Tag Archives: Jess Shannon

Daddy Issues


The Crescent Theatre, Birmingham, Saturday 27th May 2023

French playwright Florian Zeller’s play comes to the Crescent via this translation by Christopher Hampton.  Even though the characters are French in name, and the setting is still Paris, it is played as though English – no Allo Allo accents here!  It’s the story of an elderly man, the father of the title, who is succumbing to that cruel disease dementia.  We see the strain it places on his relatives, particularly his long-suffering daughter, and on her relationship with Pierre.  Crucially though, Zeller shows us the action through the father’s eyes.  Andre hardly ever leaves the stage and we share his confusion as characters are portrayed by different actors and gradually the on-set furniture is reduced piece by piece.  Later, scene transitions are carried out by faceless beings who claw at Andre behind his back, while harsh lights flare and discordant music blares.  It’s all unsettling.  As Andre’s condition worsens, the stage becomes increasingly bare.  Until (spoiler!) there’s nothing left but his hospital-style bed, and we realise he’s been in a care home all along, his day-to-day experience coloured by his fractured memories, mixing up care home staff with his relatives.  It’s a devastating finale, the father regressing to childhood.

Crescent veteran Brian Wilson stars as Andre.  He’s been in almost ninety productions and I’ve seen him many times, but he’s never been better than he is in this, bringing out Andre’s bewilderment, vulnerability, volatility and fixations with skill and sensitivity.  He is supported by Jenny Thurston as his frustrated daughter, and Eduardo White as the increasingly exasperated Pierre.  Katie Siggs makes an impression as the well-meaning but patronising carer Laura, while Charles Michael and Jess Shannon add to Andre’s confusion by cropping up as people he’s supposed to know but doesn’t recognise.

Mark Thompson’s direction delivers the puzzles of the play.  Unlike Andre, we have the faculties to work out what’s going on, and the deceptively simple staging is hugely effective.  There is humour too, so it’s not all doom and gloom.  The depiction of the degenerative disease comes across as authentic, even though some lines of dialogue, perhaps losing something in translation, don’t quite ring true.

☆ ☆ ☆ ☆

Who’s the daddy? Brian Wilson and Charles Michael (Photo: Graeme Braidwood)

Stable Relationship


Crescent Theatre, Birmingham, Saturday 30th June, 2018


The Crescent’s Ron Barber Studio is home again to yet another outstanding production.  Director Stewart Snape’s take on the Peter Shaffer classic is instantly engaging, thoroughly engrossing and blisteringly devastating.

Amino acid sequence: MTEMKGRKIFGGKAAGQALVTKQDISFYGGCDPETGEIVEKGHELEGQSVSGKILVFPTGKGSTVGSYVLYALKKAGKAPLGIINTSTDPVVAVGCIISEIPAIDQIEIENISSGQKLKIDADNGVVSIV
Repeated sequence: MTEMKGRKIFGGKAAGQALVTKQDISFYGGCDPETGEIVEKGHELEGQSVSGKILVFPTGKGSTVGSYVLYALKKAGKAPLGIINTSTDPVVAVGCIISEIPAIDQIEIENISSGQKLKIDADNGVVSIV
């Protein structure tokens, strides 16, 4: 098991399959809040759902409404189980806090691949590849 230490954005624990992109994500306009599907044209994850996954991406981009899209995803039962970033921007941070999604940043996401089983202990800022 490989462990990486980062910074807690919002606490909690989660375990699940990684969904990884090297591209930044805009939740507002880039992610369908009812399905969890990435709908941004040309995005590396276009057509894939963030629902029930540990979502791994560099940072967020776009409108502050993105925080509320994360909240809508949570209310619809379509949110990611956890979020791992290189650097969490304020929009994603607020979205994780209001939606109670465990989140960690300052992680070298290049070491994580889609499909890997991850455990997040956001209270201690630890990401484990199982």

The mighty Colin Simmonds completely inhabits the role of disillusioned psychiatrist, Martin Dysart, charged with his most disturbing case ever: the case of an (un)stable boy who, for some reason or other, took it upon himself to blind six horses in one night.  Simmonds’s Dysart feels as well-worn as his jacket, jaded in his erudition, and also very funny.  Shaffer’s play has a rich seam of humour running through the soul-searching and philosophising and Snape gets the tone spot on.  Dysart’s professional relationship with kindly magistrate Hesther comes across, thanks to the chemistry between Simmonds and Jo Hill, but of course, it is the scenes between Dysart and his patient that grip and thrill the most.

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Sam Wilson and Colin Simmonds (Photos: Graeme Braidwood)

Sam Wilson is an excellent Alan Strang: pent-up and brooding at times, aggressively blaring out his thoughts at others.  Wilson switches from teenage Alan to young boy Alan with ease in his re-enactments of key moments from his troubling life.  An understanding develops between doctor and patient, and the mystery unfolds…

Sturdy support comes from Andrew Lowrie as Alan’s repressive father – nowadays we might call him ‘gammon’ – and Zena Forrest as Alan’s mother, credibly desperate (beneath a somewhat ill-advised wig!) as she seeks to understand but mainly exonerate herself from the shocking act of violence perpetrated by her child.  Jess Shannon is matter-of-fact as Alan’s attempted love interest, Jill – a pleasing contrast to all the wordy soul-searching of the others; Angela Daniels makes a formidably efficient Nurse; while Josh Scott has his moment as the bewildered stable owner.

Phil Leonard makes a strong impression as the Young Horseman, and also as Nugget, one of the ill-fated horses.  As is customary in this show, the horses are represented by actors in stylised masks, using movement (head tossing, foot stamping) to evoke horsiness.  John Bailey’s creations for this production are elegant constructions of wire that the actors don like ritualistic masks.  The tramping of their hooves, and assorted other noises, add to the tension.

The story is played out on a set of wooden floorboards and railings, suggestive of the stable, and also of a performance space: it is where Alan’s memories are staged, and also his place of worship.  The face of a horse is stained into the wood, reaching up the back wall and along the floor, almost like a presence itself.  Colin Judges’s design is beautifully efficient, superbly suited to Shaffer’s theatrically sophisticated script, where narration and reconstruction are entwined with more naturalistic scenes.  John Gray’s splendid lighting, warm straw and cold blue, adds to the atmosphere.

This play about passion builds to a searing climax: the stylised re-enactment of the crime itself, a Bacchic moment, horrific in a symbolic way, leading Dysart to understanding at last, and brings to a close another superlative offering from the Crescent.

In a word: blinding.

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